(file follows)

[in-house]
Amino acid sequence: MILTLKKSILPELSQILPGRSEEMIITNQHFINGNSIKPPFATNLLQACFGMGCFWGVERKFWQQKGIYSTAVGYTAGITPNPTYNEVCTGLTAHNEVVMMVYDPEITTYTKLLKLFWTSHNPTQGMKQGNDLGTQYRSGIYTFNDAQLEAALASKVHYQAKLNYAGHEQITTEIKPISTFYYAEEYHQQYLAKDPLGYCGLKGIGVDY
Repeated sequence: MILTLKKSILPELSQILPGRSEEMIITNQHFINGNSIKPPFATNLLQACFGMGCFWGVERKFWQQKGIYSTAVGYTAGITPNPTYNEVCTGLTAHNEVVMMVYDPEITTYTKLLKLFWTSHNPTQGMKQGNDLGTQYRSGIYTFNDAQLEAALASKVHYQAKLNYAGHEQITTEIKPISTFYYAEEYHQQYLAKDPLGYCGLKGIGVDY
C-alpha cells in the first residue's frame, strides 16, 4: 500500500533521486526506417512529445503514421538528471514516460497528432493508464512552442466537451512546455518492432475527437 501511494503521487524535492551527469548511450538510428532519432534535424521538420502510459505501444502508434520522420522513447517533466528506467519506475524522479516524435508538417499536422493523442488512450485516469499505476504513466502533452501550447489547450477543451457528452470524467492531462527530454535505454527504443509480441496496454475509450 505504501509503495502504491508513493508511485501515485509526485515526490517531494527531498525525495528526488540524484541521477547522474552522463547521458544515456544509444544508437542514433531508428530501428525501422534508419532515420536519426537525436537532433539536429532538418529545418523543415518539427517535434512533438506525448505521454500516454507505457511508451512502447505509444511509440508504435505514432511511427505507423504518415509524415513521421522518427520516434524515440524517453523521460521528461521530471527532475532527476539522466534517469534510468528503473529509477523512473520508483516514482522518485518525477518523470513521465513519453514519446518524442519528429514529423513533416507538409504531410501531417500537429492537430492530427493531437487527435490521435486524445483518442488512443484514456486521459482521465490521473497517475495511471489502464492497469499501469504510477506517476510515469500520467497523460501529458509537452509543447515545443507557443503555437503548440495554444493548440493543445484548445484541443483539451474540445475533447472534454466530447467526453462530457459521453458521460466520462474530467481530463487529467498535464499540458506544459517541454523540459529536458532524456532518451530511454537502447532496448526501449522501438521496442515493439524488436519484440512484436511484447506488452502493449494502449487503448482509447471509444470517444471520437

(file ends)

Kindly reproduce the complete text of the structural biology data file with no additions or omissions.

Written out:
[in-house]
Amino acid sequence: MILTLKKSILPELSQILPGRSEEMIITNQHFINGNSIKPPFATNLLQACFGMGCFWGVERKFWQQKGIYSTAVGYTAGITPNPTYNEVCTGLTAHNEVVMMVYDPEITTYTKLLKLFWTSHNPTQGMKQGNDLGTQYRSGIYTFNDAQLEAALASKVHYQAKLNYAGHEQITTEIKPISTFYYAEEYHQQYLAKDPLGYCGLKGIGVDY
Repeated sequence: MILTLKKSILPELSQILPGRSEEMIITNQHFINGNSIKPPFATNLLQACFGMGCFWGVERKFWQQKGIYSTAVGYTAGITPNPTYNEVCTGLTAHNEVVMMVYDPEITTYTKLLKLFWTSHNPTQGMKQGNDLGTQYRSGIYTFNDAQLEAALASKVHYQAKLNYAGHEQITTEIKPISTFYYAEEYHQQYLAKDPLGYCGLKGIGVDY
C-alpha cells in the first residue's frame, strides 16, 4: 500500500533521486526506417512529445503514421538528471514516460497528432493508464512552442466537451512546455518492432475527437 501511494503521487524535492551527469548511450538510428532519432534535424521538420502510459505501444502508434520522420522513447517533466528506467519506475524522479516524435508538417499536422493523442488512450485516469499505476504513466502533452501550447489547450477543451457528452470524467492531462527530454535505454527504443509480441496496454475509450 505504501509503495502504491508513493508511485501515485509526485515526490517531494527531498525525495528526488540524484541521477547522474552522463547521458544515456544509444544508437542514433531508428530501428525501422534508419532515420536519426537525436537532433539536429532538418529545418523543415518539427517535434512533438506525448505521454500516454507505457511508451512502447505509444511509440508504435505514432511511427505507423504518415509524415513521421522518427520516434524515440524517453523521460521528461521530471527532475532527476539522466534517469534510468528503473529509477523512473520508483516514482522518485518525477518523470513521465513519453514519446518524442519528429514529423513533416507538409504531410501531417500537429492537430492530427493531437487527435490521435486524445483518442488512443484514456486521459482521465490521473497517475495511471489502464492497469499501469504510477506517476510515469500520467497523460501529458509537452509543447515545443507557443503555437503548440495554444493548440493543445484548445484541443483539451474540445475533447472534454466530447467526453462530457459521453458521460466520462474530467481530463487529467498535464499540458506544459517541454523540459529536458532524456532518451530511454537502447532496448526501449522501438521496442515493439524488436519484440512484436511484447506488452502493449494502449487503448482509447471509444470517444471520437